Seals: The poker-lite from Korea [Review]


Seals is another card game brought from Spiel Essen 2018. This game is published by Mandoo Games (they are the one who published Wangdo and we have reviewed it here) and designed by Frank Crittin, Grégoire Largey, and Sébastien Pauchon; the artwork is illustrated beautifully by Vincent Dutrait.

This review of Seals will be quite short and (hopefully) sweet. The game itself is packed in a very compact, red box with the stunning dog statue. Let’s take a look at what’s inside.

Seals’ setup and gameplay

In Seals, players are going to draft cards from the common pool in order to collect a set of pre-determined cards. By doing this, the players can score victory points. This victory point is depicted by the small seals painted in red. The game lasts for five rounds. Whoever gains 5 seals the fastest wins the game. If until the end of the fifth round nobody gains 5 points, then whoever has the most seals win the game. If there’s a tie between players, then there will be a final round involving them.

The setup is really simple. We only have to shuffle the deck and put it face down in the middle of the table; reveal 4 cards afterwards. Take 5 seals and stack it face down beside the shuffled deck. This will be the round tracker. Then, we just have to decide who will be the first player and we are good to go. It’s as simple as that.

Let’s play Seals

We start with nothing in our hands. Remember those 4 revealed cards on the table? Now, you have to choose which one(s) to pick. There are rules to pick the cards you want: you pick cards that share either the same colour or the same number/symbols. The numbers range from 1-10 and there are also red coin cards. After we take the cards, replenish the cards in the middle until we have 4 again. This will be done in turn until someone plays a set.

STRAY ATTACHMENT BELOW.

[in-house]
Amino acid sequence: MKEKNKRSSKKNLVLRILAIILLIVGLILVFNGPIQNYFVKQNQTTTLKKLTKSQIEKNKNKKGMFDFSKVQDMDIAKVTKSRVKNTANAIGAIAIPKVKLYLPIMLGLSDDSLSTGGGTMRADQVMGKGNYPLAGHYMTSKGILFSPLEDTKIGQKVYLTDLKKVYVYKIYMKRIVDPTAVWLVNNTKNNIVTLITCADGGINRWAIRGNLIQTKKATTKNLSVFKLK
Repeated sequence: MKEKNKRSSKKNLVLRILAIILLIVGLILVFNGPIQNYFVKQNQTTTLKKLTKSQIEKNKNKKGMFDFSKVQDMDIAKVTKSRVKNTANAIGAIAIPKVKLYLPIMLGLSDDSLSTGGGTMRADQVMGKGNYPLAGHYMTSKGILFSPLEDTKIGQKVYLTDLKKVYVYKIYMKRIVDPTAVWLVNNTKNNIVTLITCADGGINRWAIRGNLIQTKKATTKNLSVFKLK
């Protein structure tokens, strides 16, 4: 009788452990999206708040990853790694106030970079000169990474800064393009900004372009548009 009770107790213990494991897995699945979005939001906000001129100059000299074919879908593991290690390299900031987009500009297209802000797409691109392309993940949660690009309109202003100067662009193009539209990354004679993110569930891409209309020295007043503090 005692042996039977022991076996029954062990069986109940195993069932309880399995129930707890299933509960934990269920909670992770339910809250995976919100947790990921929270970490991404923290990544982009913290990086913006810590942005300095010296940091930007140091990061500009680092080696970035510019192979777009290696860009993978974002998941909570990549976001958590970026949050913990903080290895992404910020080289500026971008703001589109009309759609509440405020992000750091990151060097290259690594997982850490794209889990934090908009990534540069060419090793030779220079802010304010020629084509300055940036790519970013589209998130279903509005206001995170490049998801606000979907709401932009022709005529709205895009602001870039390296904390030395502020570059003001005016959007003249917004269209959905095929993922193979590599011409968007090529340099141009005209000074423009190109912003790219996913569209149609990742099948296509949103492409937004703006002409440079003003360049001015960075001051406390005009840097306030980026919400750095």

Playing a set and scoring

When a player plays a set, then he/she wins the round. Congratulations! He/she then takes a number of victory seals based on the nature of his/her set. A set can be a ‘four of a kind’ of any number or coin symbol. There are tiers for the set a player collects and it influences the number of seals obtained.

A set of four minor cards (1-5) and major cards (6-10) contributes to 1 and 2 victory points respectively. Meanwhile, a set of coin cards will give a player 3 seals. Lastly, the highest tier awards a player with 4 seals when he/she successfully collect a set of cards with consecutive numbers 1-10. When someone scores a set, repeat the setup and change the first player clockwise. Please remember to take 1 point from the stacked seals. When the stacked seals are all gone, it means the game is over.

My experience and personal thought

Seals remind me of Big Two, the card game I usually played during my high school’s break; we can also think that this game is a lite version for poker. The set in this game, however, was simplified by the designer. Perhaps it was made this way to fit the game for kids and for light gamers. If I see it more thoroughly, I can associate the minor set as a straight; the major set represents the flush and the special cards (coin) are the full-house.

Seals is a card-drafting game where we have to collect a set in each round. The game depends heavily on luck. Taking too many cards available in the middle would be too risky, especially when it does not complete the set you want. For example, taking all four cards might reveal more cards that could open the door for the next player to complete his/her set.

This game is a good filler. It’s easy and really simple to teach to other players. The heavy reliance on the players’ luck might not attract others who like heavy and more strategic games. In addition, the replayability of Seals is rather low. It’s quite repetitive and one might feel bored when playing it too many times. Despite that, Seals can be a compact game that you always bring to the party, attracting new potential players to have a good laugh and fun time together.

editor: Stephan Sonny

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